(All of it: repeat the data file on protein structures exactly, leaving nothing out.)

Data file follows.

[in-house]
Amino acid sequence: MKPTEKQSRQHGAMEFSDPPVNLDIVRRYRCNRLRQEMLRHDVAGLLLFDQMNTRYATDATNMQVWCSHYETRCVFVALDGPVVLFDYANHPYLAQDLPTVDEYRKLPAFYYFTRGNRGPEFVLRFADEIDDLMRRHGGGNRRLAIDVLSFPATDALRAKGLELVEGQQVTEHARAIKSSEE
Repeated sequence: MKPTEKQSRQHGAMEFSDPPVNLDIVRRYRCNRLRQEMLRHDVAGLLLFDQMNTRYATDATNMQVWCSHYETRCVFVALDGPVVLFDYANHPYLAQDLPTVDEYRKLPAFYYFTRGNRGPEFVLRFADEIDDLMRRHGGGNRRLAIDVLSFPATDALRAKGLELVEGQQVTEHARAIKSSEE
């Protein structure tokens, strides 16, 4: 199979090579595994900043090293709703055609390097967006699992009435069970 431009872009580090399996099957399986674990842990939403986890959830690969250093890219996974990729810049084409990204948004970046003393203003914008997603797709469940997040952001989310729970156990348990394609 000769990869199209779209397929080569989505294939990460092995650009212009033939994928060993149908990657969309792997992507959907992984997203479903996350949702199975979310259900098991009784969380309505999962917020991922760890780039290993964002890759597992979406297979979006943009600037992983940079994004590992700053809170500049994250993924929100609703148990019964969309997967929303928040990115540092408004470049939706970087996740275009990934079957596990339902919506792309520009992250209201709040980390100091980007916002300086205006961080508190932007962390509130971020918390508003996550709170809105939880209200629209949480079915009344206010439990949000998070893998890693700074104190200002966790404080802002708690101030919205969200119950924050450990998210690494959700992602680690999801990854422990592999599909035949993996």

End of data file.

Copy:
[in-house]
Amino acid sequence: MKPTEKQSRQHGAMEFSDPPVNLDIVRRYRCNRLRQEMLRHDVAGLLLFDQMNTRYATDATNMQVWCSHYETRCVFVALDGPVVLFDYANHPYLAQDLPTVDEYRKLPAFYYFTRGNRGPEFVLRFADEIDDLMRRHGGGNRRLAIDVLSFPATDALRAKGLELVEGQQVTEHARAIKSSEE
Repeated sequence: MKPTEKQSRQHGAMEFSDPPVNLDIVRRYRCNRLRQEMLRHDVAGLLLFDQMNTRYATDATNMQVWCSHYETRCVFVALDGPVVLFDYANHPYLAQDLPTVDEYRKLPAFYYFTRGNRGPEFVLRFADEIDDLMRRHGGGNRRLAIDVLSFPATDALRAKGLELVEGQQVTEHARAIKSSEE
């Protein structure tokens, strides 16, 4: 199979090579595994900043090293709703055609390097967006699992009435069970 431009872009580090399996099957399986674990842990939403986890959830690969250093890219996974990729810049084409990204948004970046003393203003914008997603797709469940997040952001989310729970156990348990394609 000769990869199209779209397929080569989505294939990460092995650009212009033939994928060993149908990657969309792997992507959907992984997203479903996350949702199975979310259900098991009784969380309505999962917020991922760890780039290993964002890759597992979406297979979006943009600037992983940079994004590992700053809170500049994250993924929100609703148990019964969309997967929303928040990115540092408004470049939706970087996740275009990934079957596990339902919506792309520009992250209201709040980390100091980007916002300086205006961080508190932007962390509130971020918390508003996550709170809105939880209200629209949480079915009344206010439990949000998070893998890693700074104190200002966790404080802002708690101030919205969200119950924050450990998210690494959700992602680690999801990854422990592999599909035949993996």